Hi there, gentle readers, I mean runners! I’m Jenn, and I’m here with greetings from the Rocky Mountain west where everyone drives a Subaru and really likes beer. We like beer so much, we have to do all these crazy things to work off all the beer we drink. Things like snowboarding and ice climbing and road bike racing at altitudes of ten-thousand feet. Luckily, I’m not here to talk about any of that, for I am not anything remotely resembling that type of remarkable athlete. No, I’m here to pay homage to the one person that no athlete can succeed without, their cheerleader.
It’s a given that everyone needs a cheerleader. Having someone to keep us on track and offer an encouraging word can mean the difference between failure and success in achieving our goals. A support system is crucial. And although the responsibility of change ultimately falls on us, our cheerleader helps us keep our eye on the prize and the ice cream out of the freezer. Of course some people, people like myself, need more than one cheerleader.
Running is not my favorite thing. In fact, exercise is not really my favorite thing. The looming threat of inherited heart disease and a mouth full of sweet teeth are my reasons for working out. I’ve experimented with different fitness activities and have found a few I enjoy more than others. So far, yoga and rock climbing are my two favorites.
Sadly, the climbing gym and yoga studio are not always convenient. Running is nice because I get a lot of value for my time and I can run almost anywhere. I also like it for the release it gives me; I can almost feel the stress evaporating from me with each drop of sweat that falls. Being a high-strung person, I really need that in my life. Still, it’s often hard for me to find the will to hit the pavement. That’s where my cheerleader comes to the rescue.
I’m super lucky in that my best cheerleader and my best running partner are combined in one amazing, furry package; my dog, Coco. She’s always ready for a run. She doesn’t buy ice cream, and she doesn’t judge me when I do. If we don’t make it outside for a run because I’m chained to my laptop writing literature essays, she curls up at my feet and keeps them warm. When I struggle to get into my favorite, and suddenly tighter, pair of jeans, she doesn’t say I told you so. She licks my face and tells me I’m pretty.
Best. Cheerleader. Ever.
She’s an amazing trainer, too. Her eagerness to get out there is the best motivation. She loves our runs. Sure, she’s a dog, and it goes without saying that she loves our runs, but this dog is a running machine. She’s a small nineteen pound mixed breed Italian Greyhound and Chihuahua I rescued nine years ago. Italian greyhounds were bred as sight hounds with extraordinary stamina. In other words, Coco can leave me in the dust. My sprint is her speed walk. She slows down for me, though, and lets me find my groove. When I hit my pace, she speeds up a touch. She pushes me just enough. Once she’s allowed off-leash, she stays quite a bit ahead, scouting out the path and urging me on.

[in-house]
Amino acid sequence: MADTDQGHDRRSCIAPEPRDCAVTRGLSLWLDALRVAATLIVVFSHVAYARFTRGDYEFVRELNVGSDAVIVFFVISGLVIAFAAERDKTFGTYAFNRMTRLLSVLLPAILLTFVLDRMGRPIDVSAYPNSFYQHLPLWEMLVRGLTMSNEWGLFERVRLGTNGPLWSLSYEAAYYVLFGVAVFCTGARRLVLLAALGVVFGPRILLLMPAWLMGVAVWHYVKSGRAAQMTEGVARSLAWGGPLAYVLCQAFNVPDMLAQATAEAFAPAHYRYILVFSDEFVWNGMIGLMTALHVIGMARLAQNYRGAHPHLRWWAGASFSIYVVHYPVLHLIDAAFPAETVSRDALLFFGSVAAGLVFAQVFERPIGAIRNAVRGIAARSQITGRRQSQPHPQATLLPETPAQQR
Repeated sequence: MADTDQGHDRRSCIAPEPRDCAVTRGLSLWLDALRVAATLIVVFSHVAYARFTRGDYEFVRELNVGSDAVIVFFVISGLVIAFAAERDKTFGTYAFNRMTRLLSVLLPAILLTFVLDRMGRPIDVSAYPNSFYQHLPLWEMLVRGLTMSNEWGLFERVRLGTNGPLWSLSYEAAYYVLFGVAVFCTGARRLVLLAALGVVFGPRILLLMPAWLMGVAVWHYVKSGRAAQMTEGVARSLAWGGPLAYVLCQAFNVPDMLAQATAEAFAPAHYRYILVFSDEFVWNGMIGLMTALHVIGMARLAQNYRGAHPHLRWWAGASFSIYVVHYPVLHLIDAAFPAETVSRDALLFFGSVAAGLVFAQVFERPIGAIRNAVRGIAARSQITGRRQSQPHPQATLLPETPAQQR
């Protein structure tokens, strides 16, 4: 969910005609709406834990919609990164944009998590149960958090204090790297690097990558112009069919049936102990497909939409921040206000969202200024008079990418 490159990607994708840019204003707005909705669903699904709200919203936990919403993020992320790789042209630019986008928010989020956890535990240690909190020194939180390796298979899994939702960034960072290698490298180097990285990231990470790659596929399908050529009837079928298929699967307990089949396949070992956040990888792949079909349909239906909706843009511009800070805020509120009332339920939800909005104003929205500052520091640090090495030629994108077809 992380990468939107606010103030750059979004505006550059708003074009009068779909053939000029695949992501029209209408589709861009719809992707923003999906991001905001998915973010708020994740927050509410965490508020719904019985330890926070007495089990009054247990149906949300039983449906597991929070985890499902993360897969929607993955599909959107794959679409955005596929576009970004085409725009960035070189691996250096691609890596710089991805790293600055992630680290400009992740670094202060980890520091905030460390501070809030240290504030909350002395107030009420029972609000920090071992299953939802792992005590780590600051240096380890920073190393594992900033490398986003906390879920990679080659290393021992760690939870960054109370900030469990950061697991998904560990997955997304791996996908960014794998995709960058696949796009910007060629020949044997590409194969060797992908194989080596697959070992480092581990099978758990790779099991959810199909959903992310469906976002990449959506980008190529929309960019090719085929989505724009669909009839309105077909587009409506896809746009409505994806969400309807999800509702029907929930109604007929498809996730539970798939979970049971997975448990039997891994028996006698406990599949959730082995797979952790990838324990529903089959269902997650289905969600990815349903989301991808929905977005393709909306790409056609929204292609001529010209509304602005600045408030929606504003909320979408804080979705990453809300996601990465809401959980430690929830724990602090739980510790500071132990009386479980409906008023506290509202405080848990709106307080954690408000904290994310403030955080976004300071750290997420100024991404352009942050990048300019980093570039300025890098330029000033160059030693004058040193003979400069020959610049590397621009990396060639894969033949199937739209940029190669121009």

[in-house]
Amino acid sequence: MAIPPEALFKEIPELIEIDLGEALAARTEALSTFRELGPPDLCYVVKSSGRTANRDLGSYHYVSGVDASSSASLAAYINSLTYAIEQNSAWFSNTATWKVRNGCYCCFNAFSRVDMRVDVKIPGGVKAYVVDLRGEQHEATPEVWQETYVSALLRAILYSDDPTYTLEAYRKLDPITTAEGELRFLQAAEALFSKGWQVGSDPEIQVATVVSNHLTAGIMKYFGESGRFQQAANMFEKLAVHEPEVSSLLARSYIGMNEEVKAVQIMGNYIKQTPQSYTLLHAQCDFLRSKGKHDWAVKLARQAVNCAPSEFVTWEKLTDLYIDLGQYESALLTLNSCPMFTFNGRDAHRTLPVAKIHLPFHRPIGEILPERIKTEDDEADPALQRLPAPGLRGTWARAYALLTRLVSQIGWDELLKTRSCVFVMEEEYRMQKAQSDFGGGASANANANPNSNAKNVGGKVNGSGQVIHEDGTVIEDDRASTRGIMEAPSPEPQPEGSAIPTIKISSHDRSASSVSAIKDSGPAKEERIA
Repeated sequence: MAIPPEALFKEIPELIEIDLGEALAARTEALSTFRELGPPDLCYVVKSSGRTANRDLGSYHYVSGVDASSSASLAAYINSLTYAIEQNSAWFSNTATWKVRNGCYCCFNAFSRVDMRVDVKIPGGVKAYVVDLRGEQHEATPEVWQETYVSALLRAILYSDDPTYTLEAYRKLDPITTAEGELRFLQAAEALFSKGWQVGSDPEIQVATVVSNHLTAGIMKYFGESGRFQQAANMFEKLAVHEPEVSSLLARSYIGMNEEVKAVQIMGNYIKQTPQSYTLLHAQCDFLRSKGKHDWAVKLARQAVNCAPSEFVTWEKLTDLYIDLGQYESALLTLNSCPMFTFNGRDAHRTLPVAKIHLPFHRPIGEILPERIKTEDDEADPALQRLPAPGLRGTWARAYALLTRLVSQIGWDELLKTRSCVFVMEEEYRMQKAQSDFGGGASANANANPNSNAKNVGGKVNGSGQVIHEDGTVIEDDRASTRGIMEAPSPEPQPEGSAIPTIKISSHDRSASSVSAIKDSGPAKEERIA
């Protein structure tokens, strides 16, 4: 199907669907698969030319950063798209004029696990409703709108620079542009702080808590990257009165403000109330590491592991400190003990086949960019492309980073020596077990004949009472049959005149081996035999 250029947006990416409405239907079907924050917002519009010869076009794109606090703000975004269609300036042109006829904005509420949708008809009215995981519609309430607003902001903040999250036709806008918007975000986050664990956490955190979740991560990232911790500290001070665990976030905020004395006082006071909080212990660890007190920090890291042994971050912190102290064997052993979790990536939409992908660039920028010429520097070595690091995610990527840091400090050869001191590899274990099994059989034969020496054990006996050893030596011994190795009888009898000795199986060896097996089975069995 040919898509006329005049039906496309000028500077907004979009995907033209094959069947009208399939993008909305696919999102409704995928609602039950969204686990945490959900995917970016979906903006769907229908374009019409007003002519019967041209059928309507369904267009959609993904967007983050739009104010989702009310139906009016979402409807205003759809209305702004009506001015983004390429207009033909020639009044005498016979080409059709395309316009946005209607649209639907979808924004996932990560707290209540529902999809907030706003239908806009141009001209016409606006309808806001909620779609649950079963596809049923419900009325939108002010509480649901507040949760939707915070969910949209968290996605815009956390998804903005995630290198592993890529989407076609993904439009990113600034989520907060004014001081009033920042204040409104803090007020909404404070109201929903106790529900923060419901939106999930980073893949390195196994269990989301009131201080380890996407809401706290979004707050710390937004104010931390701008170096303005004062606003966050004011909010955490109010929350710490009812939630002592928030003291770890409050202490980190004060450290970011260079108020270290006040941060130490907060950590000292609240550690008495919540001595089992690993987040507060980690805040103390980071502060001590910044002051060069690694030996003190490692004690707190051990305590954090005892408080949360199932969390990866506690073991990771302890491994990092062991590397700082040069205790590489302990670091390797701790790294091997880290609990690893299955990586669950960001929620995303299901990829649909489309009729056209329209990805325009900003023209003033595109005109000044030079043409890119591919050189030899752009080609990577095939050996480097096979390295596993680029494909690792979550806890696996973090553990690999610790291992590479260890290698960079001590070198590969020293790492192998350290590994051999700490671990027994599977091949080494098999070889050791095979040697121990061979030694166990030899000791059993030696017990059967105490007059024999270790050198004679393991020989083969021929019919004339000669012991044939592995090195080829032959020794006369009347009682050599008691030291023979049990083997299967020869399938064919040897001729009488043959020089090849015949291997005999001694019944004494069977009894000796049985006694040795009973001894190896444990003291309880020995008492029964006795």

She’s also a fantastic teacher in the school of life. Running with Coco, I’m reminded to appreciate the things that are easy to take for granted. Coco runs with abandon. She runs with pure joy. Her appreciation for the outdoors as she sniffs out every rock, weed, and tree never tires. She runs with a curiosity I have long since lost. She’s exploring. She’s looking for changes on our route; are there ducks in the pond, or maybe a crane? Are there any Red-Tailed Hawks riding the thermals overhead? Any fresh coyote tracks? She’s basking in the opportunity to wander, to be free for a little while. We all need the occasional reminder to stop, look around, and remember that every day on this planet is full of beautiful moments.
Our runs are never very long or far. Asthma and knee problems rear their ugly heads after the first mile and a half. I’ll never be a marathon girl; 5ks are my comfy zone. I used to feel guilty or inadequate about that, but Coco reminded me it doesn’t matter. What matters is that we live in each moment and appreciate its gifts. My cheerleader reminds me that running is an opportunity to reconnect with things that don’t plug into electricity. It’s an opportunity to listen to my rhythm, and get it back in sync. It’s a way to feed the soul and purge the body.
Dogs are so smart. They really are the best people.
Jenn is a wife, and mommy to four dogs: Coco, and three pugs who are decidedly NOT runners. She and Coco run near Boulder, Colorado, and are considering taking up trail running in the spring. She recently completed an intensive 8 week indoor rock climbing program that she blogged about here. She’s an aspiring novelist, and likes to blog, tweet, and instagram (occasionally in Klingon).